For many students, the holiday season brings lots of joy, and the next couple of months will be filled with anticipation of the family time and celebration ahead.
For other students, the prospect of being home for Thanksgiving or for two whole weeks of winter break can be daunting. If you’ve developed strong relationships with your students, they may feel a mix of emotions about being apart from their daily classes and routine with you.
Special school events—such as assemblies, plays, and shortened days—can bring fun and excitement into the day, but they may also disrupt schedules and procedures that students have come to expect and rely on.
Additionally, the holiday season can be stressful or overwhelming for students’ families. As a result, some of your parent conferences or phone calls might take on a different tenor during this season.
In short, the holiday season can evoke many feelings for students, both positive and negative. These varying reactions to the holiday season may bring about some changes in the behavior or mood of your students and their families as the holidays approach. You may see increased energy, fidgeting, inattention, moodiness, misbehavior, stress, or any combination of the above in your classroom!
Here are seven tips on how to support your students during the next few weeks
1. Be consistent.
Your students count on you to create a warm, safe, productive, and inclusive space for them in the classroom (to learn more about how to do this, explore BetterLesson’s How to Create an Inclusive Learning Environment strategy). Although it may feel tempting to “do something different” right before break, students will benefit from consistency and familiarity in your teaching.
2. Lend a listening ear when you can.
If you notice that a student seems stressed, withdrawn, or anything else unusual, take a few minutes outside of class to let the student know that you’re happy to chat anytime. If you don’t think your student will want to speak with you about what’s going on, consider looping in another staff member with whom you think the student might be more comfortable.
3. Be mindful of making promises you don’t have control over keeping.
Be careful not to tell your students “I’m sure your vacation will be amazing!” or anything else that may not, in the end, come true.
4. Make an extra effort to use positive framing—especially in family communication.
Remember to have a growth mindset about your students’ performance, to emphasize action steps going forward, and to let parents, guardians, and peers know about positive news! Consider exploring BetterLesson’s Positive News Board strategy to learn more.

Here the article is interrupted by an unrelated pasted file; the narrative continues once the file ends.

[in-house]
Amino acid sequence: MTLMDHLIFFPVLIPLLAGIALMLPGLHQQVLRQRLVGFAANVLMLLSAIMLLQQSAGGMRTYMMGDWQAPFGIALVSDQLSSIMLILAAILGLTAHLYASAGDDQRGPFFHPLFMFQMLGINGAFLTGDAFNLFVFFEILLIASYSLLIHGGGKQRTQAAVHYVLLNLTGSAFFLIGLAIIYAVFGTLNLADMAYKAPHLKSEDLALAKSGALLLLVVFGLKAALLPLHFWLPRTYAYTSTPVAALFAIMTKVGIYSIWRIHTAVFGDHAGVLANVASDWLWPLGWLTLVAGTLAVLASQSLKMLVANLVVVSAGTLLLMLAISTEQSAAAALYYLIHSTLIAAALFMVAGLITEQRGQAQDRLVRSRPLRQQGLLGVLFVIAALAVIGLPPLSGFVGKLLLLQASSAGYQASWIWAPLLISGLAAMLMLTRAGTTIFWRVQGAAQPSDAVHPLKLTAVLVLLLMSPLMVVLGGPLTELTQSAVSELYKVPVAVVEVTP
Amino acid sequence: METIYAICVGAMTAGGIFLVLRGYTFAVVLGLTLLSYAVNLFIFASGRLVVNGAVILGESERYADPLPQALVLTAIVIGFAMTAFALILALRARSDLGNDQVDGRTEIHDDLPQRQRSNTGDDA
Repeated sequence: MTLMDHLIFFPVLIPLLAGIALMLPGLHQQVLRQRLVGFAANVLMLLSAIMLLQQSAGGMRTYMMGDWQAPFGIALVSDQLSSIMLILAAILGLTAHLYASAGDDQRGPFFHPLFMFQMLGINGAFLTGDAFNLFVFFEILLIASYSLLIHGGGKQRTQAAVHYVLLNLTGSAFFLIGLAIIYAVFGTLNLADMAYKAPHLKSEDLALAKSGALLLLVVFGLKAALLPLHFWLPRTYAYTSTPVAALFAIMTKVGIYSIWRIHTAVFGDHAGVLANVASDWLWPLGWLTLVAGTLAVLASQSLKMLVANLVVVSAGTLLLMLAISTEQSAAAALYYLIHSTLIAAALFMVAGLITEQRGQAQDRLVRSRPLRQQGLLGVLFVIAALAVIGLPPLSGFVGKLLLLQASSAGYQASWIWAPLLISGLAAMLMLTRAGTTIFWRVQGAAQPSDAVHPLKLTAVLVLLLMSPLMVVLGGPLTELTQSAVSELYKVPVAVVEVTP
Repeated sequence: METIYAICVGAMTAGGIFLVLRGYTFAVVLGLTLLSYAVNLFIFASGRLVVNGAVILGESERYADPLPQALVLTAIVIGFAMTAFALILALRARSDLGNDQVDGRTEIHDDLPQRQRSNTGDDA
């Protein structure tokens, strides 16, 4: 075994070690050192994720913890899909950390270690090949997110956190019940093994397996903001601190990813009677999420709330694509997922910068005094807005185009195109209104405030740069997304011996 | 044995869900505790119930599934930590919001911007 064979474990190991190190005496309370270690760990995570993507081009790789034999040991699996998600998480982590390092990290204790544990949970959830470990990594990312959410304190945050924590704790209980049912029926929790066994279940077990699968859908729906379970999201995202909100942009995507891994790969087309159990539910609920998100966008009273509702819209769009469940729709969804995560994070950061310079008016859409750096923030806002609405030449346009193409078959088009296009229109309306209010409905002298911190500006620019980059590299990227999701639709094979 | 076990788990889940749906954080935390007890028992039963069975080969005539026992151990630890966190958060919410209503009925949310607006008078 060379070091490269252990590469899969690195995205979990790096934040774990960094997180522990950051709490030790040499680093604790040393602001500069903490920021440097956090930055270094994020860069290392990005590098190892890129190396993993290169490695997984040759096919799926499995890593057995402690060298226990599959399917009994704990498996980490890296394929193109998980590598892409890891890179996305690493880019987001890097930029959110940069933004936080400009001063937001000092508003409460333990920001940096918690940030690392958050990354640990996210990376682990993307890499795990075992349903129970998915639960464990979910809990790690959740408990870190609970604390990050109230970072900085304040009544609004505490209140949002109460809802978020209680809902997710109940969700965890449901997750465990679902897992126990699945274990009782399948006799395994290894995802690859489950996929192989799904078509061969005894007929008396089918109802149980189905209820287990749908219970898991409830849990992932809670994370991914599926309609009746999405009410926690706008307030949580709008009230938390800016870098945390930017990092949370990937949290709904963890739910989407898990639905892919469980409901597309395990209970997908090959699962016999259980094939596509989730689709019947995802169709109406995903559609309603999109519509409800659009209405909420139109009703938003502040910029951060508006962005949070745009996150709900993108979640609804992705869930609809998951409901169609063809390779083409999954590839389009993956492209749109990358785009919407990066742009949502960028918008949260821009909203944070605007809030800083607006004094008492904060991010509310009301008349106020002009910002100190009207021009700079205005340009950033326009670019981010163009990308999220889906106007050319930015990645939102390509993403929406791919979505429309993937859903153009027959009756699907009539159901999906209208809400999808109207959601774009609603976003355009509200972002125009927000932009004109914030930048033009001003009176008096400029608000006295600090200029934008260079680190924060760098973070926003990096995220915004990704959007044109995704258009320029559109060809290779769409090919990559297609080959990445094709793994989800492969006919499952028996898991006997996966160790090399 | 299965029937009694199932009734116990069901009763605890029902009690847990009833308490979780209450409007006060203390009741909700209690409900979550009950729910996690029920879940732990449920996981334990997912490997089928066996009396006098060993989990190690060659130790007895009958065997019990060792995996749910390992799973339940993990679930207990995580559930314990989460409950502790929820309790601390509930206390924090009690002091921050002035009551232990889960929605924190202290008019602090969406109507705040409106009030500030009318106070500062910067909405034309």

5. Be careful of your own questions and assumptions around the holidays.
Some questions that seem straightforward enough—”Are you excited to eat turkey?” “What are you asking for for Christmas?”—can be more complicated for a student whose family may or may not have the means to cook a Thanksgiving feast or do a gift exchange, or for students whose families celebrate different holidays from what you celebrate.
Instead, try to ask questions that allow the student to guide the discussion, such as: “What’s something you’re looking forward to over break?,” “Do you like to make New Year’s resolutions?,” or “What’s your favorite thing about winter?” To learn more about your students, you can also consider having your students engage in an activity such as the ones in BetterLesson’s I Wish My Teacher Knew strategy.
6. Laugh & breathe.
Laughter is still one of the best ways to beat stress. Take time to incorporate humor into school activities and assignments, or build in a few minutes for deep breathing or other mindfulness activities from the Mindfulness Techniques BetterLesson strategy.
7. Ask for support.
If you are particularly worried about a student or have a strong sense that your student will have a challenging holiday season or winter break, consider looping in a school social worker, counselor, or administrator who can offer additional support to the student or their family.
Remember that consistency, compassion and respect go a long way in helping your students to navigate their emotions any time of year. But during the holiday season, taking extra steps to show you care can be a special gift that makes a real difference in your students’ well-being.